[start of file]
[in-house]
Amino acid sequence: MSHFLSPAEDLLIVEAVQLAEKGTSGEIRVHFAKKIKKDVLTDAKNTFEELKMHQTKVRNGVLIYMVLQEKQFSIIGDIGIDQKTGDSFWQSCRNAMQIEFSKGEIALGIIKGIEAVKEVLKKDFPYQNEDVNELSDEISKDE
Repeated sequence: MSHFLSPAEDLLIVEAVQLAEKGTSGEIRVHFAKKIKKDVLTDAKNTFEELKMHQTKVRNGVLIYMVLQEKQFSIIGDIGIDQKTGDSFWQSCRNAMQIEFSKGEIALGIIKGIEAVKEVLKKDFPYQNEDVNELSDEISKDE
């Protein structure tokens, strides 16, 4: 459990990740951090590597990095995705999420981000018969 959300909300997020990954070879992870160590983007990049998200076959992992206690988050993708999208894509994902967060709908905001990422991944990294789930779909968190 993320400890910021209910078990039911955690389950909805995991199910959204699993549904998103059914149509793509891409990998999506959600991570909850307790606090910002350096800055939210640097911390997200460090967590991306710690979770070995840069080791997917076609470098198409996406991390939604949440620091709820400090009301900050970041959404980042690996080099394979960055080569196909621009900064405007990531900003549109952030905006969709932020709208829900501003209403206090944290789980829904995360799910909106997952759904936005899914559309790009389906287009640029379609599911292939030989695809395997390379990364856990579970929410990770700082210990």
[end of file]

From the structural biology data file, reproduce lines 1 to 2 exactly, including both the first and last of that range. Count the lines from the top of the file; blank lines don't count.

[in-house]
Amino acid sequence: MSHFLSPAEDLLIVEAVQLAEKGTSGEIRVHFAKKIKKDVLTDAKNTFEELKMHQTKVRNGVLIYMVLQEKQFSIIGDIGIDQKTGDSFWQSCRNAMQIEFSKGEIALGIIKGIEAVKEVLKKDFPYQNEDVNELSDEISKDE